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Minerals North to draw hundreds

This is second time Houston has hosted northern mining industry

Houston was a natural fit to be chosen this year as the host community for Minerals North, the annual gathering of the northern minerals industry, says the president of the Minerals North Conference Association, the non-profit society which acts as the overall governing body of the event.

“I think it was their enthusiasm,” said Andrew Webber of Terrace in commenting on the local organizing committee for this year’s gathering which takes place here April 25-27.

Houston also fit the association’s goal of locating the conference in different parts of the north each year and assuring that smaller as well as larger communities have a chance to showcase themselves.

“There’s also an intimacy of having Minerals North in a smaller community. People are drawn together in the community simply because it’s smaller. In a larger city, people spread out,” said Webber.

With the accompanying trade show already sold out and the registered delegate count now in the hundreds, Houston as well as surrounding communities will feel the economic impact.

“Burns Lake as well as Smithers, people will be accommodated there,” Webber added.

This year also marks a milestone for the event because this will be the 30th year the northern minerals industry has gathered to forge new connections and renew ones dating back years and to promote the economic and other benefits the mineral industry provides in northern communities.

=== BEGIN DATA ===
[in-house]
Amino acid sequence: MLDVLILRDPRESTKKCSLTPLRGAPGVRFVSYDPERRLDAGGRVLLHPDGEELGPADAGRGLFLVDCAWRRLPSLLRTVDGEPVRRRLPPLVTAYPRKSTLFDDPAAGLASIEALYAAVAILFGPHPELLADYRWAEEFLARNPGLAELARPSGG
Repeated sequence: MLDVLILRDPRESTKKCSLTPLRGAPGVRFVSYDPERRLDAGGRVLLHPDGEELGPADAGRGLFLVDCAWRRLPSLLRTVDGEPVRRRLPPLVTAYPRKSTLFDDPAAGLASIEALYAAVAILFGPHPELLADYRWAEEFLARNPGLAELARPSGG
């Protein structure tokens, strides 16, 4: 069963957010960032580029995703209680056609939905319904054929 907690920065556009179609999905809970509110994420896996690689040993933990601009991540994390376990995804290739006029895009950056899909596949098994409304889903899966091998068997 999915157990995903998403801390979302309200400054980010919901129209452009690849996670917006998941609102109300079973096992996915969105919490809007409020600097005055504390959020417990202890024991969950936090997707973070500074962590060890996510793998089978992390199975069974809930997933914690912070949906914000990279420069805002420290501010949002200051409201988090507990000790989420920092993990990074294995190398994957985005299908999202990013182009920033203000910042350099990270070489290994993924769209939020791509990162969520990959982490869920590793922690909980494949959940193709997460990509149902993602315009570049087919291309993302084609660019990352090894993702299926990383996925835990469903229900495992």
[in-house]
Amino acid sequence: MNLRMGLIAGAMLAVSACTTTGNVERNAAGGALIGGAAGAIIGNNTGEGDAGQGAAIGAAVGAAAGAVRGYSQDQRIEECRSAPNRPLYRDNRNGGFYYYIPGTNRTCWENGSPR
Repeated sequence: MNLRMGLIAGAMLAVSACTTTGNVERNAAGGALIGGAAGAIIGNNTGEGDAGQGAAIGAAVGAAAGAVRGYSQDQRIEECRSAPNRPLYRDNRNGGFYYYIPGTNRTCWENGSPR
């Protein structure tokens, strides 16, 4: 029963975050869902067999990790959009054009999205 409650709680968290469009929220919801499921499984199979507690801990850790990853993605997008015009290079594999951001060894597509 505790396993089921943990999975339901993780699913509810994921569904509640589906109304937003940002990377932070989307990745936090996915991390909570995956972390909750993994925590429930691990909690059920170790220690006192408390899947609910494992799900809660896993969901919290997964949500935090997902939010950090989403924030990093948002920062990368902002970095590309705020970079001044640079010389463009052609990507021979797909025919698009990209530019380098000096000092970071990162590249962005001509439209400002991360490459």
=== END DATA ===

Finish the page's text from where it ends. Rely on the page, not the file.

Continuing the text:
The first such gathering took place in Terrace in 1989 although the annual convention did not take on its official name of Minerals North until the third conference was held in Stewart in 1991.

This will be the second time Houston has played host with the first time being in 1997.

Webber said little has changed since the first gathering as the intent of drawing together not only the mineral industry but other groups and people with an interest in land use has thrived over the years.

“Minerals North is not a mining conference but a conference about mining,” said Webber in relaying the words of Smithers geologist Hans Smit, a key player in the growth and development of Minerals North since the very beginning.

As such, the conference has seen the growing participation of First Nations over the years as well as various interest groups. It’s also become the ‘go to’ gathering for local, provincial and federal politicians.

“Minerals North gives communities an understanding of how mining companies operate and for the mineral sector, an opportunity to understand communities,” said Webber.

This year’s keynote speaker is Gordon Campbell, the BC Liberal premier of B.C. from 2001 to 2011 who went on to become Canada’s High Commissioner in London and who now lives in Ottawa.

“He’s a great choice. He was the premier when the power line was built up Hwy37 North,” noted Webber of BC Hydro’s Northwest Transmission Line which provides power to the Red Chris mine and communities in the region and which transfers power from run-of-river hydro projects on the Iskut River to the provincial power grid.

While the Minerals North Conference Association is the overall governing body and evaluates bids from communities wishing to host the event, Webber said organizing details rest with the local community commitees and it is their hard work each year which makes the annual event a success.